Also evidence is limited on whether tumor markers become elevated early enough in the natural history of occult ovarian cancer to provide adequate sensitivity for screening in asymptomatic women. Studies of stored sera have found that about one half of women who developed ovarian cancer had elevated CA-125 levels (>35 U/mL) 18 months to 3 years 8 before their diagnosis. Further research is needed, however, to provide more reliable data on the sensitivity of this and other tumor markers in detecting early-stage ovarian cancer in asymptomatic women.
It may be possible to improve the specificity of CA-125 measurement by selective screening of postmenopausal women, modifying the assay technique, adding other tumor markers to CA-125, requiring a higher concentration or persistent elevation of CA-125 levels over time, or combining CA-125 measurement with ultrasound. 5

Ultrasound imaging is able to estimate ovarian size, detect masses as small as 1 cm, and distinguish solid lesions from cysts. Transvaginal color-flow Doppler ultrasound 9,10 can also identify vascular patterns associated with tumors. In screening studies, the reported sensitivity and specificity of transabdominal or transvaginal ultrasound are 50-100% and 76-97%, respectively, but small sample sizes, limited follow-up, and outdated techniques may limit the validity of the data.9, 10,11

14,356 ultrasound examinations performed over 3 years on 5,489 asymptomatic women over age 45 detected five ovarian cancers.10 Although the sensitivity and specificity of the test were excellent (100% and 94.6%, respectively), the positive predictive value in this low-risk study population was only 2.6% and follow-up was of short duration.
Another study using transvaginal sonography (TVS) for the detection of ovarian cancer consisted of 14,469 asymptomatic women, all of whom were either >/= 50 years of age or >/= 30 years of age with a family history of ovarian cancer, followed between 1987 and 1999 at the University of Kentucky.9, 10,11 An abnormal sonogram was defined as one in which the ovarian volume was greater than 10 cm3 in postmenopausal women, and greater than 20 cm3 in premenopausal women, or one in which a papillary or complex tissue projection into a cystic ovarian tumor was evident. All women with an abnormal TVS underwent a repeat sonogram after 4-6 weeks, and if abnormal scans persisted, surgery was recommended.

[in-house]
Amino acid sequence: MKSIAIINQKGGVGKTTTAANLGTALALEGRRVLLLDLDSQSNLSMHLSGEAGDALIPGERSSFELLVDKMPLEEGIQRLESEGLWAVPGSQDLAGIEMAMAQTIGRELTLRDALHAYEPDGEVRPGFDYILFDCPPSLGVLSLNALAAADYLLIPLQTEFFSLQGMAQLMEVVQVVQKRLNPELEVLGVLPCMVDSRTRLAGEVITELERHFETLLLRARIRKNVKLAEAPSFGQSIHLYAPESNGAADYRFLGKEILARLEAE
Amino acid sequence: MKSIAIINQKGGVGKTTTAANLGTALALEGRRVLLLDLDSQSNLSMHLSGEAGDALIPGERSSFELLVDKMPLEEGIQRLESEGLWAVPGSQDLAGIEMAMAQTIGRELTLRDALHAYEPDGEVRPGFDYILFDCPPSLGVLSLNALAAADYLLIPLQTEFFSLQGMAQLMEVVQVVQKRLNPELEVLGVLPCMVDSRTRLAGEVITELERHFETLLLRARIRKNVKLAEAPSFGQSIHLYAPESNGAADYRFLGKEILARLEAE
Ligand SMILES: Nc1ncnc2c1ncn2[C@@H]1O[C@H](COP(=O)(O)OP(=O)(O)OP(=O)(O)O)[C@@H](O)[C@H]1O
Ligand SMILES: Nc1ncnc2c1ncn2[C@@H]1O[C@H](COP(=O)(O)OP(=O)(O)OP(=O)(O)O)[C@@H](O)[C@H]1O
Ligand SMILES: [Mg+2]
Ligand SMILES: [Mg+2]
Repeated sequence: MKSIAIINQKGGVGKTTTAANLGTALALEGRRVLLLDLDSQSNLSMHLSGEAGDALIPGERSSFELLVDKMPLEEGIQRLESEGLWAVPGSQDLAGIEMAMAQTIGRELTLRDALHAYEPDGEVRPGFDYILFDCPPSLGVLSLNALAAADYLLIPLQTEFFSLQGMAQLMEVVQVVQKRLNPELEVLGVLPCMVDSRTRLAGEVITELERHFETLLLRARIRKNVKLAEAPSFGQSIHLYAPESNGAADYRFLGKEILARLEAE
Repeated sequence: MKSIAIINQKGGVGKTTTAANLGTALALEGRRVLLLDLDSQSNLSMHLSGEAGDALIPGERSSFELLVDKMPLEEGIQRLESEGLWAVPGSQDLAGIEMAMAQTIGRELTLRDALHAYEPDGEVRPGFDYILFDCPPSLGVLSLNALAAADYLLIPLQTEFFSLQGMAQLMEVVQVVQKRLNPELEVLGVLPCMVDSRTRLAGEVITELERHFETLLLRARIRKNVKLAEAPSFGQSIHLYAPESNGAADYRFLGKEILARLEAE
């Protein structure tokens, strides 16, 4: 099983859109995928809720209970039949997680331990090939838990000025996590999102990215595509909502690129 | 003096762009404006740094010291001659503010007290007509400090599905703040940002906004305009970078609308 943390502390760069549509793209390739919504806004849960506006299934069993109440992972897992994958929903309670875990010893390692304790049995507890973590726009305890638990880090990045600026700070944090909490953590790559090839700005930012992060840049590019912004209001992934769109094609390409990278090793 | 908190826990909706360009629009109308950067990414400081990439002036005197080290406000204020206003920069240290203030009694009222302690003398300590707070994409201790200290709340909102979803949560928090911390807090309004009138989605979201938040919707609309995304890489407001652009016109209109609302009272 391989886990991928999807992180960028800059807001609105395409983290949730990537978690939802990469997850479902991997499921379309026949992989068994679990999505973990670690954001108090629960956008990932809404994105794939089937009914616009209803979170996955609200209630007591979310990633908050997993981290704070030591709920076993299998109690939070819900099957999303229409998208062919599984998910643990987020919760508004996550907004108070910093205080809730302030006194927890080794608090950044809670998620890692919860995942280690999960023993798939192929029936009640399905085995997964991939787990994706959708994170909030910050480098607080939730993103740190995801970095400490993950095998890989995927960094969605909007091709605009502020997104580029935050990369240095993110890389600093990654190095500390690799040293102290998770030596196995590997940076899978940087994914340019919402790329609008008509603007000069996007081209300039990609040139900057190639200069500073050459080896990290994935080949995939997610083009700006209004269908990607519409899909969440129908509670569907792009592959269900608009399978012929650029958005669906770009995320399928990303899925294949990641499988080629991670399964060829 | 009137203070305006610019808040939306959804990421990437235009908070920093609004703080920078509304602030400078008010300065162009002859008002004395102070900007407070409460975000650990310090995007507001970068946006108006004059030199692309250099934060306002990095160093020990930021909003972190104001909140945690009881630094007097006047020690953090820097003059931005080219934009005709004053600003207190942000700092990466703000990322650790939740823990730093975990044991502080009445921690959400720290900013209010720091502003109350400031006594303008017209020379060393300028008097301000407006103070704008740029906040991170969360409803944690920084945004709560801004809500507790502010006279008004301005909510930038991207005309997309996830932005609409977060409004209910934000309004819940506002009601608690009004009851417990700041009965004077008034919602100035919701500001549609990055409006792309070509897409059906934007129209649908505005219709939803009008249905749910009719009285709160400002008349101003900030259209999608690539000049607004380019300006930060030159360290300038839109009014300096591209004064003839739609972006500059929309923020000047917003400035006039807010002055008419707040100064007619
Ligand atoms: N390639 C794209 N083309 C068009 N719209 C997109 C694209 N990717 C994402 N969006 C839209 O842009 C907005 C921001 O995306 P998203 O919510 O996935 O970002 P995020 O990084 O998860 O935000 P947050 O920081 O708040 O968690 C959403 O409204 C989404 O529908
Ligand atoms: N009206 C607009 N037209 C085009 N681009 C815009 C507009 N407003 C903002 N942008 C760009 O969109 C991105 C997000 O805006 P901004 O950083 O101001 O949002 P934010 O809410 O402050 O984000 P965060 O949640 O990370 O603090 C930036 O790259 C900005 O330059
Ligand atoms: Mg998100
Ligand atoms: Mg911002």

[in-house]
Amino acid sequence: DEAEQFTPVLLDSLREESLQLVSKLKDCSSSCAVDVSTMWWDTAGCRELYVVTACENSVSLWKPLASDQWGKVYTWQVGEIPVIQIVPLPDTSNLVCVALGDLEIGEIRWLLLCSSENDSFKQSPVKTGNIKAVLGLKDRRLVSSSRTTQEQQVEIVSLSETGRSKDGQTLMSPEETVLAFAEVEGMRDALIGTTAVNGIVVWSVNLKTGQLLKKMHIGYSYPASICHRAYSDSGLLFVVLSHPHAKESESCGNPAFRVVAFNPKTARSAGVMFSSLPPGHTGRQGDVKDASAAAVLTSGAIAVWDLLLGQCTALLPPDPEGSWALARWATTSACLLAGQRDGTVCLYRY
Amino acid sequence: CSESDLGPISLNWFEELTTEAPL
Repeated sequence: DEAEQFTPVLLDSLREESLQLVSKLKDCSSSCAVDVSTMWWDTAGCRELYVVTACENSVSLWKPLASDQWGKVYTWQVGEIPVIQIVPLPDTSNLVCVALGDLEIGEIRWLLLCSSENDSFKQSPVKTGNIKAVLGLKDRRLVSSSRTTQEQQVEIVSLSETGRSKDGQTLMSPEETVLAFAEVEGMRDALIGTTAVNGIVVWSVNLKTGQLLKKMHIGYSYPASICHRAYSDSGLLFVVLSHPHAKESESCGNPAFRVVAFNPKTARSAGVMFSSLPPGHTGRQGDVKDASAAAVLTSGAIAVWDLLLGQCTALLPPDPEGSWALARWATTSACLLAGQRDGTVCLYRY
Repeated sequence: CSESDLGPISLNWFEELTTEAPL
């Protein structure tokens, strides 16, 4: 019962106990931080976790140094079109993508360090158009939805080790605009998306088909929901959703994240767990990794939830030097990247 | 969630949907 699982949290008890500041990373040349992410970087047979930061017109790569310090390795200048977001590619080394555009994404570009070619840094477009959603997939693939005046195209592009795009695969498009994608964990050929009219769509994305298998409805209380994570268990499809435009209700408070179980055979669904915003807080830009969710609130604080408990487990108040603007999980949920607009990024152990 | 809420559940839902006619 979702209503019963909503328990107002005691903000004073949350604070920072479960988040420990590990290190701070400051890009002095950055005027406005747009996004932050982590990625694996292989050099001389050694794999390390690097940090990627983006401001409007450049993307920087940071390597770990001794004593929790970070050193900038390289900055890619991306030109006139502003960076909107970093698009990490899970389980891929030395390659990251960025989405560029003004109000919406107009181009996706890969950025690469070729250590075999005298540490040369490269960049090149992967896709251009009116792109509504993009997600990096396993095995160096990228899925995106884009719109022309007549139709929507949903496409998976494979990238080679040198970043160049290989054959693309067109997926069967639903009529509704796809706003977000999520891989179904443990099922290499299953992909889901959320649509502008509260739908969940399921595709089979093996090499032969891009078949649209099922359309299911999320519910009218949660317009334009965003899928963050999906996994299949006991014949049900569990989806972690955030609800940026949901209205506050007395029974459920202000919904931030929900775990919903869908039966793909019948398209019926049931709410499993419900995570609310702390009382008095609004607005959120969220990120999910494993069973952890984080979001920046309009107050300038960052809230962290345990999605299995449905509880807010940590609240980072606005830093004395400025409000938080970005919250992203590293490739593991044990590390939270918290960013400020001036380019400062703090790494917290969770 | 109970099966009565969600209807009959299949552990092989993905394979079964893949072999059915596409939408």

Of the 180 patients with persistent TVS abnormalities that underwent exploratory laparoscopy or laparotomy, 17 ovarian cancers were detected, 14 of which were stage I or II at diagnosis. With a mean follow-up of 4.6 years (range, 0.8 — 9.6 years), all of the patients with early-stage disease were still alive without recurrence, whereas 2 of the 3 patients with advanced-stage disease had died. Of the group without evidence of TVS abnormality, 4 patients developed ovarian or primary peritoneal cancers within 1 year of a negative scan, 2 of which were early stage and 2 of which were advanced stage.

In this study, TVS was associated with a sensitivity of 81%, a specificity of 98.9%, a positive predictive value of 9.4%, and a negative predictive value of 99.9%. After a total of 46,113 screening years, there have been 3 ovarian cancer deaths in the annually screened population and a 5-year survival of 88% for the ovarian cancer patients in the study population.
These studies show that TVS screening for ovarian cancer in the general population may be effective at detecting disease at an earlier, more curable stage, thus improving long-term survival from this malignancy but it has relatively low positive predictive value of only 9%, which is probably not acceptable from the standpoint of cost-effectiveness and patient acceptance. It should also be noted that this methodology does not appear to be effective at detecting primary peritoneal cancer, which is perhaps not surprising, given the frequent absence of enlarged ovaries associated with this malignancy. Clearly, further studies of the utility of TVS in detecting early-stage ovarian cancer are warranted.